wingcat at pacbell.net
Thu Feb 26 17:21:03 UTC 2004
--- "Robert J. Bradbury" <bradbury at aeiveos.com> wrote:
> does raise the question of how much information
> about what
> a person viewed, liked, did, genes (as Spike pointed
> does one need before one gets something close enough
> the original that the differences don't matter?
Core problem: predicting what influences each event
will have, and discovering those things that only that
person knew that ve had any experiences with - whether
deliberately hidden, or simply never mentioned despite
their potentially profound effects.
My initial take on that is that this is a significant
enough problem as to prevent the approach you mention
from ever being practical: one simply can never obtain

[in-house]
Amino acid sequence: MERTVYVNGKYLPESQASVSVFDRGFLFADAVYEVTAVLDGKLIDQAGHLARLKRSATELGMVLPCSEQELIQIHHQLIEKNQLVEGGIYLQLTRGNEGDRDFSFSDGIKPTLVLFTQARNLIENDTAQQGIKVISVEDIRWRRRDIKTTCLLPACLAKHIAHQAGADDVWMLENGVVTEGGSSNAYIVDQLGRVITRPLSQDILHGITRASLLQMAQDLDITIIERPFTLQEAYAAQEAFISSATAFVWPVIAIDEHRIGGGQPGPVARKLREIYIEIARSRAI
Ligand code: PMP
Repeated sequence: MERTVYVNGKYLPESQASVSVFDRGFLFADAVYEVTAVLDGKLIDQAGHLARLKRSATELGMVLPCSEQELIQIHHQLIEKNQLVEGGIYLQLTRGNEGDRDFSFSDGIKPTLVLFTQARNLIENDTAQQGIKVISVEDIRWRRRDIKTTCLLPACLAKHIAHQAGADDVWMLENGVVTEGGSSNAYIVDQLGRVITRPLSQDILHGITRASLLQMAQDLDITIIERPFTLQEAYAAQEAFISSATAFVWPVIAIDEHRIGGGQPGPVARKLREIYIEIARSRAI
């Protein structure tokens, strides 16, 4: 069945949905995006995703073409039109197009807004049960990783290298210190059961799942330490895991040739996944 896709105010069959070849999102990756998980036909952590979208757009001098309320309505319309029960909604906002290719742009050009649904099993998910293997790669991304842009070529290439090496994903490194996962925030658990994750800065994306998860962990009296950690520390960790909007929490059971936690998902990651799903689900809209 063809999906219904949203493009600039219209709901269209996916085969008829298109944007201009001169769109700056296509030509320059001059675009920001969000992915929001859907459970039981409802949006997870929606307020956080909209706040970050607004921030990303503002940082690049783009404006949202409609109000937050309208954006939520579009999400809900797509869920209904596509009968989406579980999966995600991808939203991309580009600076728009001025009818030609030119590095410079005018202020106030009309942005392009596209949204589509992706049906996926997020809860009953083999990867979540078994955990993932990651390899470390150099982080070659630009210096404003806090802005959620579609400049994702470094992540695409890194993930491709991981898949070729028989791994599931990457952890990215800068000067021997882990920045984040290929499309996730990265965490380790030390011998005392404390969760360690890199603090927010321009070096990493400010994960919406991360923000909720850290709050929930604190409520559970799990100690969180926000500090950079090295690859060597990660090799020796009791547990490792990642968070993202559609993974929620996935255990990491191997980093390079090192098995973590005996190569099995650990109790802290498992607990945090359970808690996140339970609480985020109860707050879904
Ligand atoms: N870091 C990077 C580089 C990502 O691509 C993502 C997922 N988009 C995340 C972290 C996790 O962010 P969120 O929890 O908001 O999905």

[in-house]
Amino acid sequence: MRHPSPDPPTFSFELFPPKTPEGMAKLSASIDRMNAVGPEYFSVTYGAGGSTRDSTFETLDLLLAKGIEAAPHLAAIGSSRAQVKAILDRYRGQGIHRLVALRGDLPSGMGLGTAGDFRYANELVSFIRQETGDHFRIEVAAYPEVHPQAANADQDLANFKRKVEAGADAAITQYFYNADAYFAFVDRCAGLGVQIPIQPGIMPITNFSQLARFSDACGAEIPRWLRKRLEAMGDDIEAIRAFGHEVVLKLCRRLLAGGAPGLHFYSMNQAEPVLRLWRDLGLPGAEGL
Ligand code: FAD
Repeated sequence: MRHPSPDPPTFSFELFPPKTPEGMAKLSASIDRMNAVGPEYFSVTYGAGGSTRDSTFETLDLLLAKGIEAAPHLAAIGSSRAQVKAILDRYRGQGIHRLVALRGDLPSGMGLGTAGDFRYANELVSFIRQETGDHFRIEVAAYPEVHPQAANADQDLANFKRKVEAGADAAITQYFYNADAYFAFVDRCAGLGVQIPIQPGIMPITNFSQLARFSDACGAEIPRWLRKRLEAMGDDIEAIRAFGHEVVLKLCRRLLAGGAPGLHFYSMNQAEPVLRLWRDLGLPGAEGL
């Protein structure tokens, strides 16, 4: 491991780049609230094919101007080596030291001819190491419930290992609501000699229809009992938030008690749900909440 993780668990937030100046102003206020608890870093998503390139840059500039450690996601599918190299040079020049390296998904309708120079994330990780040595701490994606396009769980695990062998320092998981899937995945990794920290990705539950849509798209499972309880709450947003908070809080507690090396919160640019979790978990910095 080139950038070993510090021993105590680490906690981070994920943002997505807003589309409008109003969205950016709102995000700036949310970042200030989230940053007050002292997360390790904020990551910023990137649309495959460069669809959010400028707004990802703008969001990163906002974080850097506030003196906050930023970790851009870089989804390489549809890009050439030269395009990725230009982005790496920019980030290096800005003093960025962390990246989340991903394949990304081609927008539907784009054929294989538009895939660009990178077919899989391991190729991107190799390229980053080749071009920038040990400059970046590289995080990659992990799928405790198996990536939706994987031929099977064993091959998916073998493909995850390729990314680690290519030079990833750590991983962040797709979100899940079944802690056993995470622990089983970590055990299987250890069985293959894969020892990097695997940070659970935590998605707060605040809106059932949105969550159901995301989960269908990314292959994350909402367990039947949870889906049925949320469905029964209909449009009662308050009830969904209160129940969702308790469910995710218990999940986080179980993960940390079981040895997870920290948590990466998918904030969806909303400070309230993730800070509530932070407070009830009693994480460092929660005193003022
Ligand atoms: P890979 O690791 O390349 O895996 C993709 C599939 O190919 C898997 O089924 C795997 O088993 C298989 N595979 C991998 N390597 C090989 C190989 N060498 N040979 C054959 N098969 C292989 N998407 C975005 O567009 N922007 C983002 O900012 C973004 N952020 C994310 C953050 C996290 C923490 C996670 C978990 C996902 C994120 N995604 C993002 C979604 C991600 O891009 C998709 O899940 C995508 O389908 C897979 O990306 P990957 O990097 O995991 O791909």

enough information to make even a somewhat realistic
full simulation, unless the person was very closely
monitored in life or helped create the system. (You
can have quips and quotes in very limited fields, but
that's not the same. You can also have expert systems
programmed in part by the ones they are based on, but
that requires those people to be alive during the
> If I have the genes Damien has and know all of the
> Damien has ever read -- how close can I come to the
> recreation of a Damien that writes like he does?
Much further away than, for instance, basing the
recreation solely on Damien's writings. And even
then, that would only imitate Damien's writing style;
it would not closely replicate his knowledge base
(unless Damien kept a very detailed diary that, as a
"writing", was also provided to the replica...and
we're talking insanely detailed, with every detail he
recalls of every academic lecture he's attended, et
> Another interesting question... Does anyone on the
> have something that at one time Sasha may have
> or otherwise may have picked up some of his DNA?
At most, this would produce a clone, who would then
have his own experiences - a son, at most. Don't hold
out any hopes that this would create another Sasha.
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